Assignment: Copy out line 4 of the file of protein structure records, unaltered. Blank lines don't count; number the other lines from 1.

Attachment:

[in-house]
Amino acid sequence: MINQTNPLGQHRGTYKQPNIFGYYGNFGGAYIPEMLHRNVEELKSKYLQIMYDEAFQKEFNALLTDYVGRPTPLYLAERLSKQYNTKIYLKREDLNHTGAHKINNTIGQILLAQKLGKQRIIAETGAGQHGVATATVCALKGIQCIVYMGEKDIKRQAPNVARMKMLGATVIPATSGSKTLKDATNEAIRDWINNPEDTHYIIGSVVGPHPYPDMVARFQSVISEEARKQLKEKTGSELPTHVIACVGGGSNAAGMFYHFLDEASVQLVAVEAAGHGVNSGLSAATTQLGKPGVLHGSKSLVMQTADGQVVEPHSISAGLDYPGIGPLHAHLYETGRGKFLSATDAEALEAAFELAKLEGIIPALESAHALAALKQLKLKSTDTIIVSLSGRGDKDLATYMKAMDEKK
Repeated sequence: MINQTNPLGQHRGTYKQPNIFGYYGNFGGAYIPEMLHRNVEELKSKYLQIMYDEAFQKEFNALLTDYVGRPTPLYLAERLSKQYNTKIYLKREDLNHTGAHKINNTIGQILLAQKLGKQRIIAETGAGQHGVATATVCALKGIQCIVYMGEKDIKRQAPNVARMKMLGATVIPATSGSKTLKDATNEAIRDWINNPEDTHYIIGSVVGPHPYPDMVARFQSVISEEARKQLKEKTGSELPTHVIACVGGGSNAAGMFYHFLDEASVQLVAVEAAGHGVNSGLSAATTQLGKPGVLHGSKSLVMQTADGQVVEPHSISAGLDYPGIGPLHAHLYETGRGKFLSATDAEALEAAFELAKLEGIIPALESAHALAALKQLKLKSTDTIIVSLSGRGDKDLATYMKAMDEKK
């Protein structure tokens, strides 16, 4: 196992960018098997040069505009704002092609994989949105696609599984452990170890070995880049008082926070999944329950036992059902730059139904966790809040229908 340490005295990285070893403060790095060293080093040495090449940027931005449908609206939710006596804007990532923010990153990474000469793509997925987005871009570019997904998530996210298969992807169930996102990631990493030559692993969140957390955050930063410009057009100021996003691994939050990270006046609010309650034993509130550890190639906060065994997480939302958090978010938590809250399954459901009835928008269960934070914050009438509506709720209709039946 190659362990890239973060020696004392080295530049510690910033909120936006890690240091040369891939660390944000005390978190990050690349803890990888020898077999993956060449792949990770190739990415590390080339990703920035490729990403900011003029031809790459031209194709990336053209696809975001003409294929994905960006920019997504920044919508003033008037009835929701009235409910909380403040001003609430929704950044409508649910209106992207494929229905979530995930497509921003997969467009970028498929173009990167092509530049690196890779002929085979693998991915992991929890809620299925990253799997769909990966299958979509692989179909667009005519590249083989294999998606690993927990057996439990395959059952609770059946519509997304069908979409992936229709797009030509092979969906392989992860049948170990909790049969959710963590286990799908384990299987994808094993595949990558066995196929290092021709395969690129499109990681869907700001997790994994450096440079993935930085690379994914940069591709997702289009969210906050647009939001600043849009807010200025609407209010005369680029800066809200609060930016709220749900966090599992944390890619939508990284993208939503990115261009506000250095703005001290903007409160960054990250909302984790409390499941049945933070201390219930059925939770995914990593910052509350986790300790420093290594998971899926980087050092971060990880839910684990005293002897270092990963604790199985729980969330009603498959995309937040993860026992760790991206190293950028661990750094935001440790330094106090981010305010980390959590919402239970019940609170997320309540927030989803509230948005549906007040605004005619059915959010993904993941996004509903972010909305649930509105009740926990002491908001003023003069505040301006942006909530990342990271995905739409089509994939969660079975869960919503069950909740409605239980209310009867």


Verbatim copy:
């Protein structure tokens, strides 16, 4: 196992960018098997040069505009704002092609994989949105696609599984452990170890070995880049008082926070999944329950036992059902730059139904966790809040229908 340490005295990285070893403060790095060293080093040495090449940027931005449908609206939710006596804007990532923010990153990474000469793509997925987005871009570019997904998530996210298969992807169930996102990631990493030559692993969140957390955050930063410009057009100021996003691994939050990270006046609010309650034993509130550890190639906060065994997480939302958090978010938590809250399954459901009835928008269960934070914050009438509506709720209709039946 190659362990890239973060020696004392080295530049510690910033909120936006890690240091040369891939660390944000005390978190990050690349803890990888020898077999993956060449792949990770190739990415590390080339990703920035490729990403900011003029031809790459031209194709990336053209696809975001003409294929994905960006920019997504920044919508003033008037009835929701009235409910909380403040001003609430929704950044409508649910209106992207494929229905979530995930497509921003997969467009970028498929173009990167092509530049690196890779002929085979693998991915992991929890809620299925990253799997769909990966299958979509692989179909667009005519590249083989294999998606690993927990057996439990395959059952609770059946519509997304069908979409992936229709797009030509092979969906392989992860049948170990909790049969959710963590286990799908384990299987994808094993595949990558066995196929290092021709395969690129499109990681869907700001997790994994450096440079993935930085690379994914940069591709997702289009969210906050647009939001600043849009807010200025609407209010005369680029800066809200609060930016709220749900966090599992944390890619939508990284993208939503990115261009506000250095703005001290903007409160960054990250909302984790409390499941049945933070201390219930059925939770995914990593910052509350986790300790420093290594998971899926980087050092971060990880839910684990005293002897270092990963604790199985729980969330009603498959995309937040993860026992760790991206190293950028661990750094935001440790330094106090981010305010980390959590919402239970019940609170997320309540927030989803509230948005549906007040605004005619059915959010993904993941996004509903972010909305649930509105009740926990002491908001003023003069505040301006942006909530990342990271995905739409089509994939969660079975869960919503069950909740409605239980209310009867």